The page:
Survey results demonstrate just how important a topic universal health care and coverage is to the majority of Americans. "The Affordability Crisis in U.S. Health Care: Findings From the Commonwealth Fund Biennial Health Insurance Survey" reports that more than 3 out of 5 adults (62 percent) say they would be willing to give up the entire recent federal tax cut to help guarantee health insurance security for everyone. When people were asked whether they would favor capping the tax cut at $1,000 per person and using the balance for improving health insurance security, support climbed to 69 percent. Majorities of Americans in all income groups, including those with incomes exceeding $100,000, supported a full or partial repeal to enhance coverage. Support for repeal was highest among adults from lower- and middle-income households, according to the report.
In the same survey, when asked whether individuals, employers, or the government should bear the costs of health insurance, or if all three parties should share costs, nearly 6 of 10 respondents (59 percent) said that costs should be shared.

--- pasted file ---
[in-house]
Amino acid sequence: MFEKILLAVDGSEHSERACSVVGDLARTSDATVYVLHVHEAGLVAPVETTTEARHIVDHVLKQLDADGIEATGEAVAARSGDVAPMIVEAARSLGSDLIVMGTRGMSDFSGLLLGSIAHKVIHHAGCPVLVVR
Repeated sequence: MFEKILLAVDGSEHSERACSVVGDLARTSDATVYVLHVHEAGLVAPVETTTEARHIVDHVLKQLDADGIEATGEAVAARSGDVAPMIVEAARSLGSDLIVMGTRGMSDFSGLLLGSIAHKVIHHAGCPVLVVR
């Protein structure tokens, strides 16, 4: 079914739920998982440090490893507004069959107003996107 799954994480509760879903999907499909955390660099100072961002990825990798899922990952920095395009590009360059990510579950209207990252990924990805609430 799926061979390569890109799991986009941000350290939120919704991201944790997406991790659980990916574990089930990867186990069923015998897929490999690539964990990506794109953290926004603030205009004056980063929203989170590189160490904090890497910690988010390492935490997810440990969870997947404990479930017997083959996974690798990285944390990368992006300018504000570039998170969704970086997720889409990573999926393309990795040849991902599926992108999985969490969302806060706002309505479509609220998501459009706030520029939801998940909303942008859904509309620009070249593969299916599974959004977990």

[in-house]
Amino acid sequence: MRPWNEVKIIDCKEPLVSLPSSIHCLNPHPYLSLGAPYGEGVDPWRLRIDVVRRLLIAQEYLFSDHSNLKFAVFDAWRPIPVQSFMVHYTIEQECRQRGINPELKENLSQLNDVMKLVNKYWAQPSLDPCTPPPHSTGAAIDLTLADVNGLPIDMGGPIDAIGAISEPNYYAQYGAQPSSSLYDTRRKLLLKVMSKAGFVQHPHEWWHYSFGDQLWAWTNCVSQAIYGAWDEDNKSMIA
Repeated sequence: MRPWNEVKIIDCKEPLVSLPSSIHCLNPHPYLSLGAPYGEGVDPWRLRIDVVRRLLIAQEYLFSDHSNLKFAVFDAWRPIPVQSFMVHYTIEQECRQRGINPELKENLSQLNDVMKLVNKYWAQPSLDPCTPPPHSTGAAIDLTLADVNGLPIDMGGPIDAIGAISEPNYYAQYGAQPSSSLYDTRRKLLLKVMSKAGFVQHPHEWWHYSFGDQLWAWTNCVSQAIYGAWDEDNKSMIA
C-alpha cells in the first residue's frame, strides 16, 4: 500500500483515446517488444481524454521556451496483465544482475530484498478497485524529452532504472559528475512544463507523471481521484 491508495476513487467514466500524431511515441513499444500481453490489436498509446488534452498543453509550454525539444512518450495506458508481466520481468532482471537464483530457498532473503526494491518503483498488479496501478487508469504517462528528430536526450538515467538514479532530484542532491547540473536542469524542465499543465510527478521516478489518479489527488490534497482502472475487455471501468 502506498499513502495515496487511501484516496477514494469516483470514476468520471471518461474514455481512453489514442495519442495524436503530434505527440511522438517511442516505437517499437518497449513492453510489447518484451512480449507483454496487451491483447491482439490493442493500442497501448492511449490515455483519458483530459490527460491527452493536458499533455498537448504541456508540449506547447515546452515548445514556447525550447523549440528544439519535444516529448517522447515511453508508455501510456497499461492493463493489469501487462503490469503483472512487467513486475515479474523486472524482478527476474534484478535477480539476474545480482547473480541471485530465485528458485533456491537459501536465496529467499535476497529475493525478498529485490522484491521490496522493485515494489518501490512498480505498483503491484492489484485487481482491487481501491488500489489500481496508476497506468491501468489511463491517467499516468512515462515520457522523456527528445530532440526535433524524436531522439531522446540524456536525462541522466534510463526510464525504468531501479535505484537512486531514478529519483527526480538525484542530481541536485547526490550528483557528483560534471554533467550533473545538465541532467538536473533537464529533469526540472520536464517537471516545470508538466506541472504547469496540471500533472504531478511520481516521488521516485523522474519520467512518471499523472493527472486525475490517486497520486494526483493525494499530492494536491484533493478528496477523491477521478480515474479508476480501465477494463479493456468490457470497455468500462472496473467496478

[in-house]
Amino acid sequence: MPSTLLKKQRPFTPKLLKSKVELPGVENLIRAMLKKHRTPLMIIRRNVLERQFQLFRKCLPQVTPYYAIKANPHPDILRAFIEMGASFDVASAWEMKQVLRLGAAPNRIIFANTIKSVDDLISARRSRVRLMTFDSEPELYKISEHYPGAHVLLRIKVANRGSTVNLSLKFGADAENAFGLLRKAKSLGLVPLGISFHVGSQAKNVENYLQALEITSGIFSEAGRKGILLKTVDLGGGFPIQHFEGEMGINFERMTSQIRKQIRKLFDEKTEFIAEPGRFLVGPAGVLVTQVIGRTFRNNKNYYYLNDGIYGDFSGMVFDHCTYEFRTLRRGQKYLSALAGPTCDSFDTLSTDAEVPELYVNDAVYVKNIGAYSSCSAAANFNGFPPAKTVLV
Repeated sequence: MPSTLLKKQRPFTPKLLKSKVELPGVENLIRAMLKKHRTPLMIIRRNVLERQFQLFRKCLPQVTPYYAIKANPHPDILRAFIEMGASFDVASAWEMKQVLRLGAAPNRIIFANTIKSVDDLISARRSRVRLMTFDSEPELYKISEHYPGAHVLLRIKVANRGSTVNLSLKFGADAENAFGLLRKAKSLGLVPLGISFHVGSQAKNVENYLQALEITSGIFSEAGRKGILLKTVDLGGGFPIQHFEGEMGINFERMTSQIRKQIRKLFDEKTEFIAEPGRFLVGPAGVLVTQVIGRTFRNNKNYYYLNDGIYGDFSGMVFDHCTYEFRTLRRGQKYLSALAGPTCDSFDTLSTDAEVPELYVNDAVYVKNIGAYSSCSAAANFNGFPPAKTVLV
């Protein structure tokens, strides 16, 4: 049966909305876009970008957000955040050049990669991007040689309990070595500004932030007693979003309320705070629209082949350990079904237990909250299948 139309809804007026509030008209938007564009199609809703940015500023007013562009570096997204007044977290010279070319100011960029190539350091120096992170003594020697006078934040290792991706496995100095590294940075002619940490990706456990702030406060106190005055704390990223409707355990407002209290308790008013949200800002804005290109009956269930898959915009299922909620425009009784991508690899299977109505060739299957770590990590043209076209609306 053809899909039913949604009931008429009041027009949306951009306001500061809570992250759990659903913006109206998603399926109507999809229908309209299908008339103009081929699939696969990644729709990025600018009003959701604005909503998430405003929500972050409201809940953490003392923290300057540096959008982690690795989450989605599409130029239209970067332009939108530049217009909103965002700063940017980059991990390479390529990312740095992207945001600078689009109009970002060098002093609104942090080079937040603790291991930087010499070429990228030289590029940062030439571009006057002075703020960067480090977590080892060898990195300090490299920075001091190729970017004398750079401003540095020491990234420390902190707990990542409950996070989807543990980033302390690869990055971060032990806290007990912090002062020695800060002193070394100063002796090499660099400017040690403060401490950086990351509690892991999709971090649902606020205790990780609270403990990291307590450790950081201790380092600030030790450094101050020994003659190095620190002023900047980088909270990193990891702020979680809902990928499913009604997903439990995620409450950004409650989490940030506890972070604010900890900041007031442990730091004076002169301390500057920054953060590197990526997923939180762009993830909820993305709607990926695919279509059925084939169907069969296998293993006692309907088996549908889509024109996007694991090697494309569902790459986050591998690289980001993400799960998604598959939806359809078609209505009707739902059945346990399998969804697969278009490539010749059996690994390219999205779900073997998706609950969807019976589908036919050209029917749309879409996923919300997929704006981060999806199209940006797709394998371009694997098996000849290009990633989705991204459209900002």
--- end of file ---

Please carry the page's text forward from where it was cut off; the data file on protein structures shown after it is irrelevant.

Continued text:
The Commonwealth Fund Biennial Health Insurance Survey was conducted from September 2003 to January 2004. The survey finds widespread support for federal efforts to extend health insurance to more people, as well as a widely held belief that the financing of health care should continue to be a shared responsibility among individuals, employers, and the government.
Republicans and Democrats differed. More than three-quarters of Democrats (77 percent) would favor rolling back the full tax cut, compared with 43 percent of Republicans. Overall, 57 percent of survey respondents said that presidential and congressional candidates' views on health reform would be a "very important" factor in their vote in the upcoming November elections.
SOURCE: THE COMMONWEALTH FUND BIENNIAL HEALTH INSURANCE SURVEY, 2003.